Is it illegal to move to Alaska and just build a cabin in the wilderness without any formal documentation?

Question by Nives N: Is it illegal to move to Alaska and just build a cabin in the wilderness without any formal documentation?
There was this guy named Richard Proenneke, in the late 1960’s he moved to Alaska. He trekked into the wilderness miles away from civilization and built himself a log Cabin by hand. He lived there for 35 years in peace, alone, in the wilderness without having any interactions with civilization with the exception of a pilot who brought him supplies. I’ve been told that this is illegal by today’s laws and regulations in Alaska – and that you can be fined big time if they catch you doing it. Does anyone know if this is true?

Best answer:

Answer by Edge Caliber
Even if it was illegal, they will never find you anyways.

Know better? Leave your own answer in the comments!

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2 Responses to Is it illegal to move to Alaska and just build a cabin in the wilderness without any formal documentation?

  1. jldp24 says:

    Yes, it is now illegal. What you are talking about is called “homesteading” but that expired in 1986. If you do a search on Alaska homesteading you will get a lot of info on what is legal and what is not.

  2. David in Kenai says:

    If the case you cite was on government land, it doesn’t quite add up – homesteading was open in specific areas not just any unsettled area. But if it was private property, it makes sense.

    It is now illegal, but not because homesteading stopped long ago. Homesteading was a way to obtain government land of specifically offered tracts by “proving out” the land by building a dwelling and bringing in a crop.

    Rather, “adverse possession” was a way to recognize the “ground-truth” of homestead-like behavior by people who’d lived on land that wasn’t theirs. The concept dates back to the middle ages in Europe. If they’d been there 5 years and never been asked to leave, they could take “adverse possession” of the land. Note that they couldn’t do this on state land. Nor Federal land.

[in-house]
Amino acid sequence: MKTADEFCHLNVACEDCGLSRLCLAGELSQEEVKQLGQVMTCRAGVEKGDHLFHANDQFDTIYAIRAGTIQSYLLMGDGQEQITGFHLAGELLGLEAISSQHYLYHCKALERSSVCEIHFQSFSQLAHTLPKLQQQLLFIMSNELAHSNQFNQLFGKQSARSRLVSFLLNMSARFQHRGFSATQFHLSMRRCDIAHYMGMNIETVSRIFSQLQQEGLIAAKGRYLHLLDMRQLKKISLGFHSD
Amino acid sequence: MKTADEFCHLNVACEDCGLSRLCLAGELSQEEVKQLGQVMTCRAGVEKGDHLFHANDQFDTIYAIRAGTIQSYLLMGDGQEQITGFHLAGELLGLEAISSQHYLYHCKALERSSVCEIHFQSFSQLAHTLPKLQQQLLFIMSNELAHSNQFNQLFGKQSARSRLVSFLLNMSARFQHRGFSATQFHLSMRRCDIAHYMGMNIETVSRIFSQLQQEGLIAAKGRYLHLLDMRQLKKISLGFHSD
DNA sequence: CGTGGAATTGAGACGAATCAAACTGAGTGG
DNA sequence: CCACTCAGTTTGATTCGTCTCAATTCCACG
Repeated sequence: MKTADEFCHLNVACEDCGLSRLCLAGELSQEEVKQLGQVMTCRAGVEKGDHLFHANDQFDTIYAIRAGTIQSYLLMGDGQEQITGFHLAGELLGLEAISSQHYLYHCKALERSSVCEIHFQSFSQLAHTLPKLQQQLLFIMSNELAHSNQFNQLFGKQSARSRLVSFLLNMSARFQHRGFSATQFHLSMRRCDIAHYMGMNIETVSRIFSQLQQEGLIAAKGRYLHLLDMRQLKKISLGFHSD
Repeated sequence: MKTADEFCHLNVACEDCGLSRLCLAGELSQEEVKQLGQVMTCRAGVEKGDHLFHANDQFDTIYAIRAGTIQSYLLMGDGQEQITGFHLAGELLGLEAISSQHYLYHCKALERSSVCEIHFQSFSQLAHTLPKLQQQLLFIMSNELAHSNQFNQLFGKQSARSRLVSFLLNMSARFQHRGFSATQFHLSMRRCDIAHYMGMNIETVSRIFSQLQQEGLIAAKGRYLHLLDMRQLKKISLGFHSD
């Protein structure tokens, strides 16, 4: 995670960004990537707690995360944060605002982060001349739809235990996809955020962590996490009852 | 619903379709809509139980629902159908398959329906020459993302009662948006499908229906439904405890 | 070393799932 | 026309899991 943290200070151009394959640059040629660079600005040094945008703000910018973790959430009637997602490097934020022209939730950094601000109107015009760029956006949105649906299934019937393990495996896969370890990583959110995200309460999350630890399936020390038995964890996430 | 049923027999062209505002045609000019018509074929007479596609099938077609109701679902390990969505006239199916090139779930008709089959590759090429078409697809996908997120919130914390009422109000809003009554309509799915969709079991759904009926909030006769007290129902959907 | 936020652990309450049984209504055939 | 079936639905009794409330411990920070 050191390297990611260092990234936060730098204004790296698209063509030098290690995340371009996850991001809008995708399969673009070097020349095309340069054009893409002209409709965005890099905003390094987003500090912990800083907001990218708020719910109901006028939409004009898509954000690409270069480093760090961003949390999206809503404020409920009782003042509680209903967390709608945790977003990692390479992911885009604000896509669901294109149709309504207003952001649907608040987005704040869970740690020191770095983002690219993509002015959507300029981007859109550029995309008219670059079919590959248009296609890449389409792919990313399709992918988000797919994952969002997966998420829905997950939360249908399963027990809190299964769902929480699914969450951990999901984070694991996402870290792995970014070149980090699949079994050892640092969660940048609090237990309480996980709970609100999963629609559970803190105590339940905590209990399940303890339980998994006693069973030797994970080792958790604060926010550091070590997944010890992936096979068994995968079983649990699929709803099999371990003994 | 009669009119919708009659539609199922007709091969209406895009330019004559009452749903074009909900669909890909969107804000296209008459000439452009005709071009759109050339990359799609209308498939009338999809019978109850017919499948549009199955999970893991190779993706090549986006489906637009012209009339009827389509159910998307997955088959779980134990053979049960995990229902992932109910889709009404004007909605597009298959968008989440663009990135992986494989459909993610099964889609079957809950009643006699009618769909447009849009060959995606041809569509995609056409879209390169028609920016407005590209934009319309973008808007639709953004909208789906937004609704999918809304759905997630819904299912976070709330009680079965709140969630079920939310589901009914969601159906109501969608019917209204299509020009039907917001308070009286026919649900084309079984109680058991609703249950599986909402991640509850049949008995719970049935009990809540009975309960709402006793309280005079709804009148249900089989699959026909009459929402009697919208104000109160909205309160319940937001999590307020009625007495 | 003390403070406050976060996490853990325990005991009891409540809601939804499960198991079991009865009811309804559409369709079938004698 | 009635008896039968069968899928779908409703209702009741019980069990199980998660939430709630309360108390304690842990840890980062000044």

In 2003 (see reference below) Senate Bill 93 was introduced to change the law. Much was made of “private property rights” and of giving private property owners the protection that government land had against “squatter’s rights”. Amazingly, politicians were arguing that inspecting your land once every 5 years was too much of a burden for property owners. Yet there was no body of evidence or cases that “squatter’s rights” were actually ever used much at all.

    The other situations the old statues addressed nicely was when some common-use boundary (like a fence) is respected by all parties, it becomes the legal boundary. Or a whole subdivision, through a surveying error, is placed 2 feet off. Now, when discovered, everyone’s fence is in the wrong place and everyone may be out of compliance with set-back requirements. Previously, the old understanding could easily be made legal.

    So, in your example, at that time, yes, occupying someone’s (private) land w/o being asked to leave for 5 years established the basis for adverse possession. Since 2003 that is no longer the case.

    Editted to add: Oh, and could you be fined big time for doing it? In a wilderness area or state or national park? Yes. On unposted private land? No, it would be simple trepass. If the land was posting “keep out” or “private property” then it would be criminal trepass, you could file a complaint and maybe the DA would prosecute. In either case, you’d have a good basis for a civil lawsuit against a trespasser who cut down trees, built structures, etc. But you’d get a judgement or award, it wouldn’t be a fine paid to the government.